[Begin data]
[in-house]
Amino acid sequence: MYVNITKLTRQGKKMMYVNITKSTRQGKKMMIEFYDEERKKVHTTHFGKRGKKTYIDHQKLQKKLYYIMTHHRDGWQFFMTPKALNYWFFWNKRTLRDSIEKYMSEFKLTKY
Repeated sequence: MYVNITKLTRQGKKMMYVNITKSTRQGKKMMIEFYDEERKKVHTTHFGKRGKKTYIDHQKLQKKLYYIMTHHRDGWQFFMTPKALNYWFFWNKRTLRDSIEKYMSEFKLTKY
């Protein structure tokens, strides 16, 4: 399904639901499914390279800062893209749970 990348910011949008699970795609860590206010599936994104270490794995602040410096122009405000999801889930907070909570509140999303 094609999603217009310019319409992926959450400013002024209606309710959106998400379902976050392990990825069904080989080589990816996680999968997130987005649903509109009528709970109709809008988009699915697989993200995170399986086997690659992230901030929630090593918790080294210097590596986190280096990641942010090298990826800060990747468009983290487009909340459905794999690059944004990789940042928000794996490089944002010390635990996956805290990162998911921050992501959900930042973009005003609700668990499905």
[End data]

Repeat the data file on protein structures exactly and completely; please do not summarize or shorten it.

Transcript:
[in-house]
Amino acid sequence: MYVNITKLTRQGKKMMYVNITKSTRQGKKMMIEFYDEERKKVHTTHFGKRGKKTYIDHQKLQKKLYYIMTHHRDGWQFFMTPKALNYWFFWNKRTLRDSIEKYMSEFKLTKY
Repeated sequence: MYVNITKLTRQGKKMMYVNITKSTRQGKKMMIEFYDEERKKVHTTHFGKRGKKTYIDHQKLQKKLYYIMTHHRDGWQFFMTPKALNYWFFWNKRTLRDSIEKYMSEFKLTKY
């Protein structure tokens, strides 16, 4: 399904639901499914390279800062893209749970 990348910011949008699970795609860590206010599936994104270490794995602040410096122009405000999801889930907070909570509140999303 094609999603217009310019319409992926959450400013002024209606309710959106998400379902976050392990990825069904080989080589990816996680999968997130987005649903509109009528709970109709809008988009699915697989993200995170399986086997690659992230901030929630090593918790080294210097590596986190280096990641942010090298990826800060990747468009983290487009909340459905794999690059944004990789940042928000794996490089944002010390635990996956805290990162998911921050992501959900930042973009005003609700668990499905």